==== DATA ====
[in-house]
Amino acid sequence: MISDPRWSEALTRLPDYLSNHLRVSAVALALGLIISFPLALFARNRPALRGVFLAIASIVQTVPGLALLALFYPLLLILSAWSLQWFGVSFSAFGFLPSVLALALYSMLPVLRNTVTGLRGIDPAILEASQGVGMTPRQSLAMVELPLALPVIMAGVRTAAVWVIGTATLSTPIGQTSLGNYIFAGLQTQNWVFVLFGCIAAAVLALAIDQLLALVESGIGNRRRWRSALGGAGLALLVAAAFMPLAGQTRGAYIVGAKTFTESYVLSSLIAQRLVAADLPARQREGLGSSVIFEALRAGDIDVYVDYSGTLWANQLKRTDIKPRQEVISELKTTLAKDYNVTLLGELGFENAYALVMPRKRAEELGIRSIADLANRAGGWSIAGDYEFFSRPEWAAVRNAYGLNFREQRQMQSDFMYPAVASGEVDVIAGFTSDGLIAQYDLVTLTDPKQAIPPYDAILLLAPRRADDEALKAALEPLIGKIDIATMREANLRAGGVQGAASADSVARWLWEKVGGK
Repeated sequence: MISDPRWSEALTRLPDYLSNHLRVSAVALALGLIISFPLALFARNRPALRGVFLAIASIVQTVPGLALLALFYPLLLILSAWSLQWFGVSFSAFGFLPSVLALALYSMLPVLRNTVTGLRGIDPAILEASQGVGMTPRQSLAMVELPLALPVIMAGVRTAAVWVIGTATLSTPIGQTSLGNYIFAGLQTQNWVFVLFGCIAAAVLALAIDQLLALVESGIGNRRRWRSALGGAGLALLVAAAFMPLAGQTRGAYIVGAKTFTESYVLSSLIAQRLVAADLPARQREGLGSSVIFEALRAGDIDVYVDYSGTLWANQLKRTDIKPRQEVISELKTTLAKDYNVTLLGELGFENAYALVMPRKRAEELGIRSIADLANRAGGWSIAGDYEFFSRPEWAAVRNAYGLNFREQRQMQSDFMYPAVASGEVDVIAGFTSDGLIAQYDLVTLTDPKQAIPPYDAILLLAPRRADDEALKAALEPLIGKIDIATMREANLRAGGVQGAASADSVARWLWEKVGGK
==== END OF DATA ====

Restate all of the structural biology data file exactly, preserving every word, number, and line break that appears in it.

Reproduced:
[in-house]
Amino acid sequence: MISDPRWSEALTRLPDYLSNHLRVSAVALALGLIISFPLALFARNRPALRGVFLAIASIVQTVPGLALLALFYPLLLILSAWSLQWFGVSFSAFGFLPSVLALALYSMLPVLRNTVTGLRGIDPAILEASQGVGMTPRQSLAMVELPLALPVIMAGVRTAAVWVIGTATLSTPIGQTSLGNYIFAGLQTQNWVFVLFGCIAAAVLALAIDQLLALVESGIGNRRRWRSALGGAGLALLVAAAFMPLAGQTRGAYIVGAKTFTESYVLSSLIAQRLVAADLPARQREGLGSSVIFEALRAGDIDVYVDYSGTLWANQLKRTDIKPRQEVISELKTTLAKDYNVTLLGELGFENAYALVMPRKRAEELGIRSIADLANRAGGWSIAGDYEFFSRPEWAAVRNAYGLNFREQRQMQSDFMYPAVASGEVDVIAGFTSDGLIAQYDLVTLTDPKQAIPPYDAILLLAPRRADDEALKAALEPLIGKIDIATMREANLRAGGVQGAASADSVARWLWEKVGGK
Repeated sequence: MISDPRWSEALTRLPDYLSNHLRVSAVALALGLIISFPLALFARNRPALRGVFLAIASIVQTVPGLALLALFYPLLLILSAWSLQWFGVSFSAFGFLPSVLALALYSMLPVLRNTVTGLRGIDPAILEASQGVGMTPRQSLAMVELPLALPVIMAGVRTAAVWVIGTATLSTPIGQTSLGNYIFAGLQTQNWVFVLFGCIAAAVLALAIDQLLALVESGIGNRRRWRSALGGAGLALLVAAAFMPLAGQTRGAYIVGAKTFTESYVLSSLIAQRLVAADLPARQREGLGSSVIFEALRAGDIDVYVDYSGTLWANQLKRTDIKPRQEVISELKTTLAKDYNVTLLGELGFENAYALVMPRKRAEELGIRSIADLANRAGGWSIAGDYEFFSRPEWAAVRNAYGLNFREQRQMQSDFMYPAVASGEVDVIAGFTSDGLIAQYDLVTLTDPKQAIPPYDAILLLAPRRADDEALKAALEPLIGKIDIATMREANLRAGGVQGAASADSVARWLWEKVGGK